US Embassy visa hike sparks reactions among Nigerians

US Embassy visa hike sparks reactions among Nigerians

The United States Embassy in Nigeria on Tuesday defended it visa hike for Nigerian citizens applying for its visas. It adjustment which requires applicants to pay a visa issuance fee, or reciprocity fee, with effect from August 29, has however sparked reactions among Nigerians. The reciprocity fee will be charged in addition to the non-immigrant

The United States Embassy in Nigeria on Tuesday defended it visa hike for Nigerian citizens applying for its visas.

It adjustment which requires applicants to pay a visa issuance fee, or reciprocity fee, with effect from August 29, has however sparked reactions among Nigerians.

The reciprocity fee will be charged in addition to the non-immigrant visa application fee, also known as the Machine Readable Visa fee, which all applicants pay at the time of application.

The reciprocity fee is applicable for all approved applications for non-immigrant visas in B, F, H1B, I, L, and R visa classifications, the US embassy said in a statement in Abuja on Tuesday.

But, it clarified that Nigerians whose applications for a non-immigrant visa were denied would, however, not be charged the new reciprocity fee.

The mission explained that both reciprocity and MRV fees were non-refundable, and their amounts vary based on visa classification.

An explanation on the Department of State website, travel.state.govstated that non-immigrant visa applicants from certain countries might be required to pay a visa issuance fee after the approval of their application.

The statement said, “These fees are based on the principle of reciprocity: when a foreign government imposes fees on the US citizens for certain types of visas, the United States will impose a reciprocal fee on citizens of that country or area of authority for similar types of visas.

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“Nationals of a number of countries worldwide are currently required to pay this type of fee after their non-immigrant visa application is approved.

 “Since early 2018, the US government has engaged the Nigerian government to request that the Nigerian government change the fees charged US citizens for certain visa categories.

“After 18 months of review and consultations, the government of Nigeria has not changed its fee structure for US citizen visa applicants, requiring the US Department of State to enact new reciprocity fees in accordance with our visa laws”.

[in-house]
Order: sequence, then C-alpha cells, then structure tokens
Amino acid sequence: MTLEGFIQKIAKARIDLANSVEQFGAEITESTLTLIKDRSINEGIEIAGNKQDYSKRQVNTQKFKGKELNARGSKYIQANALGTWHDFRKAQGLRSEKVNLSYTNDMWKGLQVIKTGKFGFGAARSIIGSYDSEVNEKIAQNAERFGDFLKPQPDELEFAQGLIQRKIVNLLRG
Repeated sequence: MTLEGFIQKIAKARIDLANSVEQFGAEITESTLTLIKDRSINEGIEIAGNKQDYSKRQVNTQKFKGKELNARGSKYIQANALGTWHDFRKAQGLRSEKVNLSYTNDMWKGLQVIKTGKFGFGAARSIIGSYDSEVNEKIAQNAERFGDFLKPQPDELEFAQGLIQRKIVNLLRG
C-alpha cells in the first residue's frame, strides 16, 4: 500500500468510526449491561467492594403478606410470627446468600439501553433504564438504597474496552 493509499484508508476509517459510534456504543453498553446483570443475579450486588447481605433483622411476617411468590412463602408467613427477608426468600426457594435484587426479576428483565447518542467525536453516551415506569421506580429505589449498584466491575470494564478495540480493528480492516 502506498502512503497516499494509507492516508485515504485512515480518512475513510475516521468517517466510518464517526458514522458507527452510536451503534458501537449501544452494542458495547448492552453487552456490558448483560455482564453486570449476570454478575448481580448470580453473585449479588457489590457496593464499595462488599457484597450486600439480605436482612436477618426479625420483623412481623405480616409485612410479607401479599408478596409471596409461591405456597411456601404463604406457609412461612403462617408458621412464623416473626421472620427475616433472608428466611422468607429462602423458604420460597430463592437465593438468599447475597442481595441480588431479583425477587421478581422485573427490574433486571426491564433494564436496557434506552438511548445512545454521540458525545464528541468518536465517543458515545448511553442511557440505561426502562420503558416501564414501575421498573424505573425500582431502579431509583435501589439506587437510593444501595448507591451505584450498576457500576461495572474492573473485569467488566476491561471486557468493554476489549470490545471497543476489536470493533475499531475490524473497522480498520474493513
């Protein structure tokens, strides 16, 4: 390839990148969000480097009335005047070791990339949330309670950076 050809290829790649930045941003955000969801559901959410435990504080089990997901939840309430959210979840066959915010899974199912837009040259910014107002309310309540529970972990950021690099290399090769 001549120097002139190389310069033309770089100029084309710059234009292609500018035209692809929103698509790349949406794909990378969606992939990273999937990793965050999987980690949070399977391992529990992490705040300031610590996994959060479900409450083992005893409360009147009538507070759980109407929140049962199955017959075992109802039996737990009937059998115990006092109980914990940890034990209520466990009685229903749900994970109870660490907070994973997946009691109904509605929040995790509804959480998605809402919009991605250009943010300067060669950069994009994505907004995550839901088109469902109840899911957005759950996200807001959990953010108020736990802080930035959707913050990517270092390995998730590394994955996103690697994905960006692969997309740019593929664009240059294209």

The US further stated that reciprocity fee would be required for all Nigerian citizens worldwide, regardless of where they were applying for a non-immigrant visa to the United States.

“The fee can only be paid at the US Embassy or the US Consulate General.  The reciprocity fee cannot be paid at banks or any other location,” the mission added.

Applicants are required to pay $110 for B1, B2, B1/B2; F1 and F2 while H1B and H4 visas attract $180.  I visa applicants will pay $210 while L1,L2 applicants will pay $303 and R1 and R2 $80.

Meanwhile, some Nigerians have expressed mixed feelings following President Donald Trump’s announcement of “seriously” considering ending birthright citizenship for children born in America.

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Birthright citizenship in the U.S. is acquired by virtue of the circumstances of birth, contrasting with citizenship acquired in other ways, for example by naturalisation.

Mrs. Oyin John, a fashion designer, who spoke with the News Agency of Nigeria (NAN) yesterday in Abuja, said though she does not like the announcement, Trump has the right to take whatever decision he “feels is best for his Country.”

John, who had her first baby in the U.S. said the “top notch” health services of hospitals in the U.S. informed her preference to be delivered of her children there.

She said if Trump eventually succeeds, it could be a good omen for the Nigerian government to sit up and improve its healthcare system.

But Mrs. Biola Odebode, an Abuja-based businesswoman said it might not be easy for Trump to end birthright citizenship because the U.S. has been able to take advantage of birth tourism to generate huge revenue.

She also blamed Nigerians for misusing the opportunities offered by medical tourism.

Mr. Chimeruo Obioha, a mariner, said Trump’s announcement did not come to him as a surprise because the U.S. president needs to protect his country.

“Regardless of the general poor health services across the Country, I still believe that there are top-notch hospitals within Nigeria that can provide services rendered in hospitals abroad. Anyone who can spend as much as $8,000 to $,12,000 to go abroad to be delivered of a child can afford such hospitals in Nigeria,” Obioha said.

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